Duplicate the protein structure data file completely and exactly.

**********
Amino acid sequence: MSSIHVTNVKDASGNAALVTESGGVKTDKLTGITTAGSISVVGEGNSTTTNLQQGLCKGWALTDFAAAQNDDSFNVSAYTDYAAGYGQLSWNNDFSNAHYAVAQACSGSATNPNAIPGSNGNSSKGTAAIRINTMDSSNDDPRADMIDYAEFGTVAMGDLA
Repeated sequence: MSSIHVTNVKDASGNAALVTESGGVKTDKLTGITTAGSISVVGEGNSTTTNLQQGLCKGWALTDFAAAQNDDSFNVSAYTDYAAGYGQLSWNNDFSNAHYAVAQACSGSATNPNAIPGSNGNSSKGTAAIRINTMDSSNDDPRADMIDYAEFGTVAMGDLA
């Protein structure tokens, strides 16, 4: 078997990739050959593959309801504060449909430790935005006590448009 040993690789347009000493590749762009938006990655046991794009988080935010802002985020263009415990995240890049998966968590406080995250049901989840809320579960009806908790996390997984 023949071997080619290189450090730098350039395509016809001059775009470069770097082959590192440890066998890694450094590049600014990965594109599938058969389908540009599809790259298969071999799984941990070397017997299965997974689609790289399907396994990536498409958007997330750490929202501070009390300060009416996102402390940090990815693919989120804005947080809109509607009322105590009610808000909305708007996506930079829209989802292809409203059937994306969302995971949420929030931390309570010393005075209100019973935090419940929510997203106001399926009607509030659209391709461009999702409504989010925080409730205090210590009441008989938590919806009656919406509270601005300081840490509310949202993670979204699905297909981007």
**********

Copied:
Amino acid sequence: MSSIHVTNVKDASGNAALVTESGGVKTDKLTGITTAGSISVVGEGNSTTTNLQQGLCKGWALTDFAAAQNDDSFNVSAYTDYAAGYGQLSWNNDFSNAHYAVAQACSGSATNPNAIPGSNGNSSKGTAAIRINTMDSSNDDPRADMIDYAEFGTVAMGDLA
Repeated sequence: MSSIHVTNVKDASGNAALVTESGGVKTDKLTGITTAGSISVVGEGNSTTTNLQQGLCKGWALTDFAAAQNDDSFNVSAYTDYAAGYGQLSWNNDFSNAHYAVAQACSGSATNPNAIPGSNGNSSKGTAAIRINTMDSSNDDPRADMIDYAEFGTVAMGDLA
């Protein structure tokens, strides 16, 4: 078997990739050959593959309801504060449909430790935005006590448009 040993690789347009000493590749762009938006990655046991794009988080935010802002985020263009415990995240890049998966968590406080995250049901989840809320579960009806908790996390997984 023949071997080619290189450090730098350039395509016809001059775009470069770097082959590192440890066998890694450094590049600014990965594109599938058969389908540009599809790259298969071999799984941990070397017997299965997974689609790289399907396994990536498409958007997330750490929202501070009390300060009416996102402390940090990815693919989120804005947080809109509607009322105590009610808000909305708007996506930079829209989802292809409203059937994306969302995971949420929030931390309570010393005075209100019973935090419940929510997203106001399926009607509030659209391709461009999702409504989010925080409730205090210590009441008989938590919806009656919406509270601005300081840490509310949202993670979204699905297909981007």